This is what privilege looks like in America among those who are plenty rich, but not at the level of F-U wealthy. 

Given my personal experience and knowledge of the place, the news that parents are using the courts to sever their children from their household income in order to qualify for aid does not surprise. I understood the lie of the meritocracy from a young age, witnessing the ways my born-on-third-base peers (well, their parents) used their advantages to secure opportunity denied to others without the same fortune of birth. That this has extended into the realm of college costs makes perfect sense. It is logical, inevitable, therefore not shocking. 

The Wall St. Journal uses one family to illustrate the motives behind the scheme. Household income over $250,000 a year, but savings have been tapped out by spending $600,000 on the educations of their other children. They live in a $1.2 million home, but have no equity to access for a loan.

Transferring their daughter’s guardianship to the mother’s business partner was a literal paper transaction and suddenly the daughter is Pell eligible. She attends a “private college on the West Coast which costs $65,000 in annual tuition,” covered by $27,000 for a merit scholarship, $20,000 in “need-based aid, including a Federal Pell grant,” and $18,000 from grandma and grandpa.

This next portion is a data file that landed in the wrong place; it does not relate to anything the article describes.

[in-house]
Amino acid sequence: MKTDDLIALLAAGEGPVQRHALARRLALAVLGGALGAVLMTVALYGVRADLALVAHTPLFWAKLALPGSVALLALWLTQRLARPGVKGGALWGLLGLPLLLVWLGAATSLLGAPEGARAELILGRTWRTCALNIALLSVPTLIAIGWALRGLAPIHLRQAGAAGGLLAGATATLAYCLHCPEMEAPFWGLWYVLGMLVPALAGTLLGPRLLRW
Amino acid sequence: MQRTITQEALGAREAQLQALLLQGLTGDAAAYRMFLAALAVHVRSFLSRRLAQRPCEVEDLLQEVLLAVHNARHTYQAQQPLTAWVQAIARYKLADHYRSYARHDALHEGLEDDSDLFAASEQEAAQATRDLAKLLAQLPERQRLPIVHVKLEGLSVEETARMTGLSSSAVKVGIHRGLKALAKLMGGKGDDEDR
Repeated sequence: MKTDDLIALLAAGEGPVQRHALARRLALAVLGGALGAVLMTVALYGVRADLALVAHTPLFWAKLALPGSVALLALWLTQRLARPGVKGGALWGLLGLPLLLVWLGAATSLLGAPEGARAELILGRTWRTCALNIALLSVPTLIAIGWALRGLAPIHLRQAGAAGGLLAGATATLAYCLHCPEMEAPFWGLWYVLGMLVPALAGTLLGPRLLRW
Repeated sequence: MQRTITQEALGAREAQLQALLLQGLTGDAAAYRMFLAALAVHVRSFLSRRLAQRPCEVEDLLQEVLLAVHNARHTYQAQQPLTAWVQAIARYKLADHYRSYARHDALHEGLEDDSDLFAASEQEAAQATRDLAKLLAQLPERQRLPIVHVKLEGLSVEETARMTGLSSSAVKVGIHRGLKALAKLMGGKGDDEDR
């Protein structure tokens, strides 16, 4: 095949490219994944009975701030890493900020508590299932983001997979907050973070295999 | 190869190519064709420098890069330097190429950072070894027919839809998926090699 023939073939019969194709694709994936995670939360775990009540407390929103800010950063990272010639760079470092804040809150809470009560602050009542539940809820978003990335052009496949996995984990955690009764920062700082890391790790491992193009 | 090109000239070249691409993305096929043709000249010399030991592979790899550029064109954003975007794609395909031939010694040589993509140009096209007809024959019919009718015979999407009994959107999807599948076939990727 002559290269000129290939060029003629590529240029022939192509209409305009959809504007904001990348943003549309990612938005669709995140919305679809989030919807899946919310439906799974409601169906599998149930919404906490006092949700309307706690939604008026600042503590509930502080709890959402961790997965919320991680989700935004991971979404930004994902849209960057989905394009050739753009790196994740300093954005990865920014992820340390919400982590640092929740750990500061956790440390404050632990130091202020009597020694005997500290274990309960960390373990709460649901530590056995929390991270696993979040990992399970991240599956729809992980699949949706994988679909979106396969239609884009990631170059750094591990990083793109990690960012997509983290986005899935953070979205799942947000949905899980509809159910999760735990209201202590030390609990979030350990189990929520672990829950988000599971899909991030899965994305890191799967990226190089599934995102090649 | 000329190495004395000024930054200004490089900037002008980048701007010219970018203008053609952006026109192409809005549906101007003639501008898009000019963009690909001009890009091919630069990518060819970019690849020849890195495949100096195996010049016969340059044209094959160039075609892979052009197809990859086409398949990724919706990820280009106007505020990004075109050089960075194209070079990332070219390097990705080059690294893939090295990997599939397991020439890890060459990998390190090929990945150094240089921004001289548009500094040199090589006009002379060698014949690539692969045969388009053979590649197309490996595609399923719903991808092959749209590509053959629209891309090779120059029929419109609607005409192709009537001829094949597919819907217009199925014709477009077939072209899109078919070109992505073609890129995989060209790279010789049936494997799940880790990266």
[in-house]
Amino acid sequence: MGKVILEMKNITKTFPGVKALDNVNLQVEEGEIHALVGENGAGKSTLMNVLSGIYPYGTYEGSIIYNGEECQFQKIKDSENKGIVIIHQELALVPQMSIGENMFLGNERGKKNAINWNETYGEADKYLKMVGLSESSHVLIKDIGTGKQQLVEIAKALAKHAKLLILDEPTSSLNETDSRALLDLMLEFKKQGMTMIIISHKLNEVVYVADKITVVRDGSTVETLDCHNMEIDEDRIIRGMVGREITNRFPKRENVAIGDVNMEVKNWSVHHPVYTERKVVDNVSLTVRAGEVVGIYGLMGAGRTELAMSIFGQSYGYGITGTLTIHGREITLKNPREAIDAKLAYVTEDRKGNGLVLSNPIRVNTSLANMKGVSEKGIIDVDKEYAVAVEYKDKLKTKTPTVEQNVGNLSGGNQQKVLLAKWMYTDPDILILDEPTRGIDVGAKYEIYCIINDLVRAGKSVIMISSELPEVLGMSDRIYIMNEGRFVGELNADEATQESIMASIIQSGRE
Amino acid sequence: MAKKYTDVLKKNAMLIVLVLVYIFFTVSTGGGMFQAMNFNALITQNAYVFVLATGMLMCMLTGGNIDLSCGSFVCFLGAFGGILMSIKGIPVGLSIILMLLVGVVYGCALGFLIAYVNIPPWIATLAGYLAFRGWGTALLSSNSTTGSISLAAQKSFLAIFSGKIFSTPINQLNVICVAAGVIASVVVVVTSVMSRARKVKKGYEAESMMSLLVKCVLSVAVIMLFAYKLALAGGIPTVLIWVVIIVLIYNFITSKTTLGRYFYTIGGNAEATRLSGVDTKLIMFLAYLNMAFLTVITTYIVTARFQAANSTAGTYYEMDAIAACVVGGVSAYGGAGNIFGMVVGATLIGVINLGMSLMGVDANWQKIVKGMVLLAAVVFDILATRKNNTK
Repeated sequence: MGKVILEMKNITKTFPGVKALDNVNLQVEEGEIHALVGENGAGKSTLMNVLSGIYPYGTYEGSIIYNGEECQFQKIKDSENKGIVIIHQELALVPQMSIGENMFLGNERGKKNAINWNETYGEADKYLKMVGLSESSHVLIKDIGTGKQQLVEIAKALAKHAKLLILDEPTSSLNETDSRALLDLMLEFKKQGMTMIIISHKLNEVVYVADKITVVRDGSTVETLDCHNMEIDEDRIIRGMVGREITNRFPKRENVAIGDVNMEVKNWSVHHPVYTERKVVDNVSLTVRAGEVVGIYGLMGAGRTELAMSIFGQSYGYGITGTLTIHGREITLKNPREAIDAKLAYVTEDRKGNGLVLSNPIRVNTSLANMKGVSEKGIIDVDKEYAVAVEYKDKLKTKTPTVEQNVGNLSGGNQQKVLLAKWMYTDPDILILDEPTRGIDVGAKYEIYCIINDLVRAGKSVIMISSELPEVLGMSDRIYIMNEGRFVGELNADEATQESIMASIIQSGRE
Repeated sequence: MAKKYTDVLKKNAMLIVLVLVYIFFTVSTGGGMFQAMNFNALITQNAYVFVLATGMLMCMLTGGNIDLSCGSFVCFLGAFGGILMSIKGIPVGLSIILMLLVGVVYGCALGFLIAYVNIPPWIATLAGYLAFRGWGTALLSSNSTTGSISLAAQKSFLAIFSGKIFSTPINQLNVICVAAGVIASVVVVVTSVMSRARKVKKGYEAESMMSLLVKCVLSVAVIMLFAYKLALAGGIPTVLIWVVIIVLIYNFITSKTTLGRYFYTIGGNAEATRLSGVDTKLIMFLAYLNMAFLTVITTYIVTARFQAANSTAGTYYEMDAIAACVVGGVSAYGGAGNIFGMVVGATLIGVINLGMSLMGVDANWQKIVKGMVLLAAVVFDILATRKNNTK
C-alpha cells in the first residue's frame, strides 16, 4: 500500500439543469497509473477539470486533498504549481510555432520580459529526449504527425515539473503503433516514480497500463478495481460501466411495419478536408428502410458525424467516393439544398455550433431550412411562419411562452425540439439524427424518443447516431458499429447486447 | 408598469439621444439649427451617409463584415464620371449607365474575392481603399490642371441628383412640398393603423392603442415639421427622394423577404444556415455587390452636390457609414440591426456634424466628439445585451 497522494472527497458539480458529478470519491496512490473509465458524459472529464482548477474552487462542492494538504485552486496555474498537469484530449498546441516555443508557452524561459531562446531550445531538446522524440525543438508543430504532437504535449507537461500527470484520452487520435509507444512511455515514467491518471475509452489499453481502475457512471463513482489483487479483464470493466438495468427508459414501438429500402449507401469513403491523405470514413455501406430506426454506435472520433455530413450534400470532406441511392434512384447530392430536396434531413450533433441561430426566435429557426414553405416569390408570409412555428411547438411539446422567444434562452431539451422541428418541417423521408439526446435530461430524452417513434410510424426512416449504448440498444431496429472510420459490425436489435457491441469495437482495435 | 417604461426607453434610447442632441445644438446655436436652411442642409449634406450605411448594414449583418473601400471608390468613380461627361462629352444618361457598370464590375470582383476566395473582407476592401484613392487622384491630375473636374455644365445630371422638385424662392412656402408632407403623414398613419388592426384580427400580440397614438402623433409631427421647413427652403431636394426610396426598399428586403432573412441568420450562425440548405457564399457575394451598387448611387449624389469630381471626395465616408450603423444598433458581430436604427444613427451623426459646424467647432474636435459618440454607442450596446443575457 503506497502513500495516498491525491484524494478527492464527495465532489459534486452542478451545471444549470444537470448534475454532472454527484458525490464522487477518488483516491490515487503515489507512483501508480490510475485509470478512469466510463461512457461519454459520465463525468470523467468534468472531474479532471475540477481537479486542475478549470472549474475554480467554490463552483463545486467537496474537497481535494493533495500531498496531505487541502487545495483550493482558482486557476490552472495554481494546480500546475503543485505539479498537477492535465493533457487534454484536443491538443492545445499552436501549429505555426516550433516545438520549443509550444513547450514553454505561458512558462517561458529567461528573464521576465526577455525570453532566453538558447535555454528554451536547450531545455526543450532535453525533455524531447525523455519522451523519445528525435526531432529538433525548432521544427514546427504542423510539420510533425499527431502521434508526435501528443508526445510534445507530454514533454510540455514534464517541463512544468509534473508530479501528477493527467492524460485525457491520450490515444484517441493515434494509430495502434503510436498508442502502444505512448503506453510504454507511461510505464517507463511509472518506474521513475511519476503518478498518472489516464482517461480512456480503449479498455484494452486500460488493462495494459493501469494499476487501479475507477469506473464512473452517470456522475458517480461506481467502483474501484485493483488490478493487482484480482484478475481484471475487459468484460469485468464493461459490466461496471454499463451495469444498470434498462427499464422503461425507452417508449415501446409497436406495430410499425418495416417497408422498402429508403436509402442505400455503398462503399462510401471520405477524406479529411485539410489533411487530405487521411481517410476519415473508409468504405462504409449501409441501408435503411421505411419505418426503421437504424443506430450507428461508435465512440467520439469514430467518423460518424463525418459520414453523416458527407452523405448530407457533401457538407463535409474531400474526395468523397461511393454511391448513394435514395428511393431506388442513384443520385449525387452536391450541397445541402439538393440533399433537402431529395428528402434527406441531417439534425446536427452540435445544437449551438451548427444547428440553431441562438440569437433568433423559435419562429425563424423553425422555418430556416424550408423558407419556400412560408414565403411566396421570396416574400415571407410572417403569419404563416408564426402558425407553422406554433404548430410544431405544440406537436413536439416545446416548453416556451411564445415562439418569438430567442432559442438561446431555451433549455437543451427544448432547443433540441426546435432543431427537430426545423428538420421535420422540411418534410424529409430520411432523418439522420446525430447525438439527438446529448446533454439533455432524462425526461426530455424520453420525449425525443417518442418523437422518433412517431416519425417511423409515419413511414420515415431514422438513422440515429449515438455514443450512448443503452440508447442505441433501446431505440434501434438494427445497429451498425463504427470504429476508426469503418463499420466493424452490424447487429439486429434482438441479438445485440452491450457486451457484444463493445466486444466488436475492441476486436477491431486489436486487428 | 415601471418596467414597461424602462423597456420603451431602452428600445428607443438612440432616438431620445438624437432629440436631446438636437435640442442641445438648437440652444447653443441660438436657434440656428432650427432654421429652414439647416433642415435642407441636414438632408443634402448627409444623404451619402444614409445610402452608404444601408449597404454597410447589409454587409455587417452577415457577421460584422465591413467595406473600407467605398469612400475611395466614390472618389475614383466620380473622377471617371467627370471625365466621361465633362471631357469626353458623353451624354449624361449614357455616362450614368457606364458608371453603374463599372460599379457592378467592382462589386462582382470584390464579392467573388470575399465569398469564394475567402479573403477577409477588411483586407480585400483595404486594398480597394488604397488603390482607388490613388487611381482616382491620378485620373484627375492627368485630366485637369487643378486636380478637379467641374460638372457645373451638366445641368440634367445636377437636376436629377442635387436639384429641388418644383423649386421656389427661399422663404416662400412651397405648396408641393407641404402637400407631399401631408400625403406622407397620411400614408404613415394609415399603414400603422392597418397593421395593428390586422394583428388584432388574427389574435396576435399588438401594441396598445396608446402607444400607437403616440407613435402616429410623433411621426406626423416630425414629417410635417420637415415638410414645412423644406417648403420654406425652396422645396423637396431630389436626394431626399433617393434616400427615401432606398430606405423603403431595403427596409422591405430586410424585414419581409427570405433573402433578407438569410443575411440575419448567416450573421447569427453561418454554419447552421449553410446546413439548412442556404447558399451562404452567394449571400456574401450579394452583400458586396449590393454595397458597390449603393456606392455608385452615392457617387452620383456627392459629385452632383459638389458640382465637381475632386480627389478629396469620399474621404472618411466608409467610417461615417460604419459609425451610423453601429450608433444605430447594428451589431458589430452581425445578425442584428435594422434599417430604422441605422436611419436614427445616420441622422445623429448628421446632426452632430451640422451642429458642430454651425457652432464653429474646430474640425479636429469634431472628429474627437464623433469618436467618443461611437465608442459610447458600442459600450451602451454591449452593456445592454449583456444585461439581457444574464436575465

The scheme is likely not illegal, though it is certainly unethical, and for those who pulled it when enrolling in college in Illinois, where a first-come, first-served need-based scholarship fund ran dry well short of servicing all of those eligible, it likely took money away from students with significantly greater need. When the self-perceived rights of the privileged (such as access to a college education) are threatened, those with less or no privilege are readily sacrificed, and the privileged folks don’t lose an ounce of sleep over it because one’s highest calling is to provide for one’s children.

I certainly think it’s fair to take some time out and go ahead and hate these players, but I’m far more interested in what this says about the nature of the game.

What we are looking at is the inevitable consequence of rising college costs and a cobbled together financial aid system that simply makes no sense. Almost three years ago Sara Goldrick-Rab wrote of the bind that our financial aid structure puts students in when it works under the assumption that parents are helping children pay for school. Mostly this punishes lower income students or students who may have a deadbeat parent who is supposed to be paying child support but fails in that responsibility.